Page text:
In a setback to former chief minister Ashok Chavan, the Central Bureau of Investigation Wednesday said it had accepted the earlier decision of the trial court and the Bombay High Court that its move to withdraw the name of former chief minister Ashok Chavan as an accused in the Adarsh housing society scam was “bad in law and not maintainable”.
A division bench of Justice Ranjit More and Justice S S Jadhav was hearing a petition filed by Chavan challenging a decision of Maharashtra Governor Ch Vidya-sagar Rao granting sanction to the CBI to prosecute him in the case. He had made Rao a respondent in the matter.
In February last year, Governor Rao had granted sanction to the CBI to prosecute Chavan for offences of criminal conspiracy and cheating under relevant sections of the Indian Penal Code, and under various provisions of the Prevention of Corruption Act. However, in December 2013, Rao’s predecessor, governor K Sankaranarayanan, had refused a sanction to the CBI to initiate proceedings against Chavan.
When the sanction was refused, the CBI had made an application before the trial court seeking to withdraw Chavan’s name from the list of accused. The trial court had then said this decision of the investigating agency was bad in law and not maintainable. The high court had also concurred with the trial court’s view.
On Wednesday, Justice Jadhav asked CBI counsel Hiten Venegaonkar to explain this stand of seeking permission to drop Chavan’s name.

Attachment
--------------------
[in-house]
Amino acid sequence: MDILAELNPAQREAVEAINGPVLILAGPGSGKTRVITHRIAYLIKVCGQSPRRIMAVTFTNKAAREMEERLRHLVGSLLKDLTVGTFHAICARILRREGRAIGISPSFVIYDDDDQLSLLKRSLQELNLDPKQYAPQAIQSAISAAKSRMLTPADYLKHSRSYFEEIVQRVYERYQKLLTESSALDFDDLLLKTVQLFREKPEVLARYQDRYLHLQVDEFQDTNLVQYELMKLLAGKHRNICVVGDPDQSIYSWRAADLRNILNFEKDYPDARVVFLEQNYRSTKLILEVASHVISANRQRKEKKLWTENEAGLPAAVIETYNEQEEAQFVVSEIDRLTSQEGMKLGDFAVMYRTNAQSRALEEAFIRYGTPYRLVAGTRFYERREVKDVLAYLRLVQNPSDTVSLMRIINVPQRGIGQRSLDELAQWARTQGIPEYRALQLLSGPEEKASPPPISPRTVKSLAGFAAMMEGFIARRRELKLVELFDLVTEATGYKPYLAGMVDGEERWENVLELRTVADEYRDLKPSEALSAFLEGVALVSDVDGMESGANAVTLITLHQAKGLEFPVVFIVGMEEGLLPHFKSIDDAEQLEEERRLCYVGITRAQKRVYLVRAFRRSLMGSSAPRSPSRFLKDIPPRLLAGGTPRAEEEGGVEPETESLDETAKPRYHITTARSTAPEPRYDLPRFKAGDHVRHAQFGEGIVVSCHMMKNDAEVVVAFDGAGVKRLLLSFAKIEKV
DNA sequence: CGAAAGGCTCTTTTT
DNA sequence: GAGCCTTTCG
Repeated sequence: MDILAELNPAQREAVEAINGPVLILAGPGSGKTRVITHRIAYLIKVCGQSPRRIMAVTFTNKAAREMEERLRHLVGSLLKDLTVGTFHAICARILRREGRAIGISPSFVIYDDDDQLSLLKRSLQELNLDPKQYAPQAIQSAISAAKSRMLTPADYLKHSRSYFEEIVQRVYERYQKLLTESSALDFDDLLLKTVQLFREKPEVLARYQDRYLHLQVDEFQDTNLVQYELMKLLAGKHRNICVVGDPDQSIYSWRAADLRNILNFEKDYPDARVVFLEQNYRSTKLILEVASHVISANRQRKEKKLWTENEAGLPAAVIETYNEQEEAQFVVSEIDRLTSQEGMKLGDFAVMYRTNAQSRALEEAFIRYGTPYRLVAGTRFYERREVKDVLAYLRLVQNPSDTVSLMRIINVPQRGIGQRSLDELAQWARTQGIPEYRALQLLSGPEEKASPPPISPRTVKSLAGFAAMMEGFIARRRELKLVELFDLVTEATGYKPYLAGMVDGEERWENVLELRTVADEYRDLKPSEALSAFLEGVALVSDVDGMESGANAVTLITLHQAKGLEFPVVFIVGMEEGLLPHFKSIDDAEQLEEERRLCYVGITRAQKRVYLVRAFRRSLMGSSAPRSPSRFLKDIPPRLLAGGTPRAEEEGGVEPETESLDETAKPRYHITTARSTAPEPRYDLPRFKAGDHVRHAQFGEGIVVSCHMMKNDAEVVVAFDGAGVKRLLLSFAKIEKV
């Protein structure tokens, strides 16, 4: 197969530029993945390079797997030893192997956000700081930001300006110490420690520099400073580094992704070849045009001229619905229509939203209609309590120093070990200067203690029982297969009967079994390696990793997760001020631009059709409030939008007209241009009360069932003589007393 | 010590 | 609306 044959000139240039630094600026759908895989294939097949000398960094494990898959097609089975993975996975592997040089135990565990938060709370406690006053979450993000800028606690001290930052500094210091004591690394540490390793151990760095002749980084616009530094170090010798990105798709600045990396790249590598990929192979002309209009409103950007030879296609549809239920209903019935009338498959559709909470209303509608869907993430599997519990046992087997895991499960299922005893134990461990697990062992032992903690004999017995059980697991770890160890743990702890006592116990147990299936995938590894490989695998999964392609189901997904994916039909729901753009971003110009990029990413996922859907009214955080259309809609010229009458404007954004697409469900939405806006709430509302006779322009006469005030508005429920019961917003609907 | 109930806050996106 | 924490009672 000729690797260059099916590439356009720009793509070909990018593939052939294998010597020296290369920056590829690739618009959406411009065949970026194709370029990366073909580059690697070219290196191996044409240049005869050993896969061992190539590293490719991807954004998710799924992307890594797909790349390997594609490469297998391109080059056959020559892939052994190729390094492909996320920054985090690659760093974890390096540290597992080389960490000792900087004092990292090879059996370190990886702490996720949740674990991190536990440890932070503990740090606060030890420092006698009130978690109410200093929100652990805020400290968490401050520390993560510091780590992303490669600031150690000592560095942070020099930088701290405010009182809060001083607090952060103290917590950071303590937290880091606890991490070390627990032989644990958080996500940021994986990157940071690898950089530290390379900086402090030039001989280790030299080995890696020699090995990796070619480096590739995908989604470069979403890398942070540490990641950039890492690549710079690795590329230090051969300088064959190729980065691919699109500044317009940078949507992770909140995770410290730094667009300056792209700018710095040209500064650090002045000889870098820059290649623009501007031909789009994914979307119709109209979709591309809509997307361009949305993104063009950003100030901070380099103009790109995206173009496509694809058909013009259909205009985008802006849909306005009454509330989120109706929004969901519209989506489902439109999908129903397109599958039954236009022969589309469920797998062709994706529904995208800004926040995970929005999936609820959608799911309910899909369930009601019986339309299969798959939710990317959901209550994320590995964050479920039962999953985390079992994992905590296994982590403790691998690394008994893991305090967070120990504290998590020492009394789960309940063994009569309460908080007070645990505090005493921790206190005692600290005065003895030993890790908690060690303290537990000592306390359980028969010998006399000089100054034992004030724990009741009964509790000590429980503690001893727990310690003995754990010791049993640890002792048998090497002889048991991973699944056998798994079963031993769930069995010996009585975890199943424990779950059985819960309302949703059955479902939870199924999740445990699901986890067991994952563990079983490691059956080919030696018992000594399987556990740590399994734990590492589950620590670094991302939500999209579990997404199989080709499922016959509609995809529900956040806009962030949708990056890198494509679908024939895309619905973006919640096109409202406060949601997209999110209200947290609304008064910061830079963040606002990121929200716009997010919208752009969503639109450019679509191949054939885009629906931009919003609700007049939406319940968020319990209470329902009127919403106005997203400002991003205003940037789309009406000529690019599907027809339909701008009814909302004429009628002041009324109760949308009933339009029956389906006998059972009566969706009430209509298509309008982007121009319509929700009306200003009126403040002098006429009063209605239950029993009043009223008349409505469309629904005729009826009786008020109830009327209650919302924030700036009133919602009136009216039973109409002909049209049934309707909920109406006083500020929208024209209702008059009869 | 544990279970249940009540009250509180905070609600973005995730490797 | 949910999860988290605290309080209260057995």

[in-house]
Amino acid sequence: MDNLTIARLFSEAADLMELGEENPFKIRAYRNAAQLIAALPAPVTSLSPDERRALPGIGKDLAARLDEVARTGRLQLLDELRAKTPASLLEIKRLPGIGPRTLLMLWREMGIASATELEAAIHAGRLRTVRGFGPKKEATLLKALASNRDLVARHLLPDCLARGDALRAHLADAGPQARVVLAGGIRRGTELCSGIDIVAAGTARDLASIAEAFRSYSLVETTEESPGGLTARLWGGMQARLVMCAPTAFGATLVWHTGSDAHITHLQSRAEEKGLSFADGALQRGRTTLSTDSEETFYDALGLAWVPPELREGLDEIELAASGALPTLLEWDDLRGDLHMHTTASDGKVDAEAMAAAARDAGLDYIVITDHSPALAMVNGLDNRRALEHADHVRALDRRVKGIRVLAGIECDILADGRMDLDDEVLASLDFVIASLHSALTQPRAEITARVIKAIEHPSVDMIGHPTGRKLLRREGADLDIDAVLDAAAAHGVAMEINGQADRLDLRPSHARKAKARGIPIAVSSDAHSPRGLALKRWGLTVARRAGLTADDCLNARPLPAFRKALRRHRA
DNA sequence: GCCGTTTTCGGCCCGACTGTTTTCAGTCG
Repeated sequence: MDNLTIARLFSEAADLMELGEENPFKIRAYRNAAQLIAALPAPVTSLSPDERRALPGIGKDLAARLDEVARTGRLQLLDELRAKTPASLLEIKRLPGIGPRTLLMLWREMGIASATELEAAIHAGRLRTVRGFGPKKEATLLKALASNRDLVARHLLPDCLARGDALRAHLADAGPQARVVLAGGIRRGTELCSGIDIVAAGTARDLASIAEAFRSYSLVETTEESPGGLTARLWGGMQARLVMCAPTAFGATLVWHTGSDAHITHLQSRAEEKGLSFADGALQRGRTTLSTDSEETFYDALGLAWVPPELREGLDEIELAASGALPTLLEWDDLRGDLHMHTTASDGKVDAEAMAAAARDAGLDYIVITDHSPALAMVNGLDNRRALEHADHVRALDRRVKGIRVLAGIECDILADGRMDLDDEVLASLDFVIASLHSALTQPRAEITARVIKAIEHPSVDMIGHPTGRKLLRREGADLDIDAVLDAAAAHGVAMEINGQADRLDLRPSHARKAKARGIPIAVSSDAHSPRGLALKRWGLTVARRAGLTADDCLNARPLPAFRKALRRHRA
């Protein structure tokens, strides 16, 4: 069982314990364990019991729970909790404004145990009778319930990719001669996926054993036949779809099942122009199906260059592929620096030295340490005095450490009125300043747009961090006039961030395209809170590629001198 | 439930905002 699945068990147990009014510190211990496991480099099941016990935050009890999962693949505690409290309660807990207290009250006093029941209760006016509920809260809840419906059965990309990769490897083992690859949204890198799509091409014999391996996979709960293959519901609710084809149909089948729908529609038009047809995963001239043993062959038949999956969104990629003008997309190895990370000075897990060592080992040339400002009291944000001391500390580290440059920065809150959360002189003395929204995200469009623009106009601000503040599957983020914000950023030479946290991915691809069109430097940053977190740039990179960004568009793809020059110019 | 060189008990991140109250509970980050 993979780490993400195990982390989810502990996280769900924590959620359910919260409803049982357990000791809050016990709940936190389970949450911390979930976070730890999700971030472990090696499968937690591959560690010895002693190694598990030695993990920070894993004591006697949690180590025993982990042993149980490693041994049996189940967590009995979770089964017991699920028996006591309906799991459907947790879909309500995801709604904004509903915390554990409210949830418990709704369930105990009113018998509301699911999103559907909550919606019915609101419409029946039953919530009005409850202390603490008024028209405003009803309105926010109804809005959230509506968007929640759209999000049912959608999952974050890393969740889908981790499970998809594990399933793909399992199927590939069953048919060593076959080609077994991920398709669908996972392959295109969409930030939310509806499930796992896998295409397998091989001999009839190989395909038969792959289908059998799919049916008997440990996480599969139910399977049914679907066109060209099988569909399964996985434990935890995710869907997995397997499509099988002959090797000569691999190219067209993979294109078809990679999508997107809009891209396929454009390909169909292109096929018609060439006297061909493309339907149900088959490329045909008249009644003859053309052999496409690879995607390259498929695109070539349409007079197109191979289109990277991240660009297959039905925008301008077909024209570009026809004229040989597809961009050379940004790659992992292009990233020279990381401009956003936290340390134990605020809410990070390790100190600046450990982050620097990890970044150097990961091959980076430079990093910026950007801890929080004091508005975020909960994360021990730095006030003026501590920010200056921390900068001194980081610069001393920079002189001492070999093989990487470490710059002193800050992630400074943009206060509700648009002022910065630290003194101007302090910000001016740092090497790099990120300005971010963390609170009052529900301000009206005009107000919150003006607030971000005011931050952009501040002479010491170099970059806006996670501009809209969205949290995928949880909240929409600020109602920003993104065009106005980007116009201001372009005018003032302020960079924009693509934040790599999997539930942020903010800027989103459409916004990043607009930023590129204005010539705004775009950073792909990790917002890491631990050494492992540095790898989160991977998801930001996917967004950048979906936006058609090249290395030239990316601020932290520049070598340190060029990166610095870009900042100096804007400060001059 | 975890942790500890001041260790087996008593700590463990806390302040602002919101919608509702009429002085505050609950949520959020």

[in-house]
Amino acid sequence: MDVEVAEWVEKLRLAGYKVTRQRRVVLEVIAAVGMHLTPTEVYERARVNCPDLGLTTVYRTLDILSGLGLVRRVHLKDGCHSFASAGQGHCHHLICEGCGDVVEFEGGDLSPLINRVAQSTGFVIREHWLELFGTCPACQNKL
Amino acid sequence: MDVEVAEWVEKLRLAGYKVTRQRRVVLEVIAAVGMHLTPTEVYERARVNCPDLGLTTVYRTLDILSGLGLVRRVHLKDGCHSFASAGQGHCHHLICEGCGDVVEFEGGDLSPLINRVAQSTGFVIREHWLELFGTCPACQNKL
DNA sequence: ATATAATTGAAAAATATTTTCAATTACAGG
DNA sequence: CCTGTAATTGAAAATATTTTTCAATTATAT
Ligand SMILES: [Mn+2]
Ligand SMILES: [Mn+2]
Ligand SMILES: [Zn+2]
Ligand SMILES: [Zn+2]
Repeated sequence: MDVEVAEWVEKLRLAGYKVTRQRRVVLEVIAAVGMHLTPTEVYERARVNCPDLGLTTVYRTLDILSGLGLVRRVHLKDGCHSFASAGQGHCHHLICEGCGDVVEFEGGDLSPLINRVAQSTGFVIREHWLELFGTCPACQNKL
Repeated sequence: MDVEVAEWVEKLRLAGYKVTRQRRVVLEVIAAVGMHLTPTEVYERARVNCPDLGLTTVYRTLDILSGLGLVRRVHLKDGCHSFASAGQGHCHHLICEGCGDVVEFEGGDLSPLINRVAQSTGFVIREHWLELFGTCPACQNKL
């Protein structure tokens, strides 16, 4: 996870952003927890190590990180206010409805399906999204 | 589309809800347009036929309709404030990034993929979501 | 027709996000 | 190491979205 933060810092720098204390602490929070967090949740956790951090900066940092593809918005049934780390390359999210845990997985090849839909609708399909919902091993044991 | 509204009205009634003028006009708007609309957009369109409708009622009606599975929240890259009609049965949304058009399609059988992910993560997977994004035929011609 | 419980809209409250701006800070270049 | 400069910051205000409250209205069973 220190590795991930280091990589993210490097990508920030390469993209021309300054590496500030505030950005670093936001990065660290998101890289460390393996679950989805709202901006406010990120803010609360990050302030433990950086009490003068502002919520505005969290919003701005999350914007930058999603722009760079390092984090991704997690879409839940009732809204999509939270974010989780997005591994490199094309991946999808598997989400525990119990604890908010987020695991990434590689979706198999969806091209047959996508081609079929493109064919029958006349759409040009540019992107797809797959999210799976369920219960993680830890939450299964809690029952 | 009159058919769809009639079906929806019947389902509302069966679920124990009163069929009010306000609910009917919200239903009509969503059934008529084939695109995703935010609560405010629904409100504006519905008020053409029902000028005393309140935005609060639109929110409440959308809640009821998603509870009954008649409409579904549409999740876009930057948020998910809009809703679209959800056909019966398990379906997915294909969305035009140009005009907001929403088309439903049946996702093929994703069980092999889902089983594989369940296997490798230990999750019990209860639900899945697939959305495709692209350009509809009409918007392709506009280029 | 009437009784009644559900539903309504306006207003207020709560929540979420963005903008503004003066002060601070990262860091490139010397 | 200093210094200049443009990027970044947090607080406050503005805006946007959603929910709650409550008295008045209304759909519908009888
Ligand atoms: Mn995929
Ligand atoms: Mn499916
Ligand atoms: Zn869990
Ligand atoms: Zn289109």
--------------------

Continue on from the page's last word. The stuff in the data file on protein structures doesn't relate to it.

Venegaonkar pointed out that after the sanction was refused by the then governor, there was no ground to prosecute Chavan under the IPC and they had therefore approached the court seeking to drop his name from the list of accused. “We had informed the Supreme Court also thereafter that we accepted the decision of the trial court and the high court of this move being bad in law,” he said.
The CBI had earlier told the high court that validity of Governor Rao’s February 2016 order granting sanction to prosecute the former chief minister in the Adarsh scam could only be tested in the trial court.
In an earlier affidavit, the investigating agency had said it had approached the Governor for the second time seeking sanction as there was additional and fresh material against Chavan.
The CBI has relied on the report submitted by a two-member judicial commission set up by the government to inquire into the Adarsh scam. Appearing for Chavan, senior counsel Amit Desai had argued that the 2016 order was motivated by change in political circumstances and not by any change in material aspects of the case.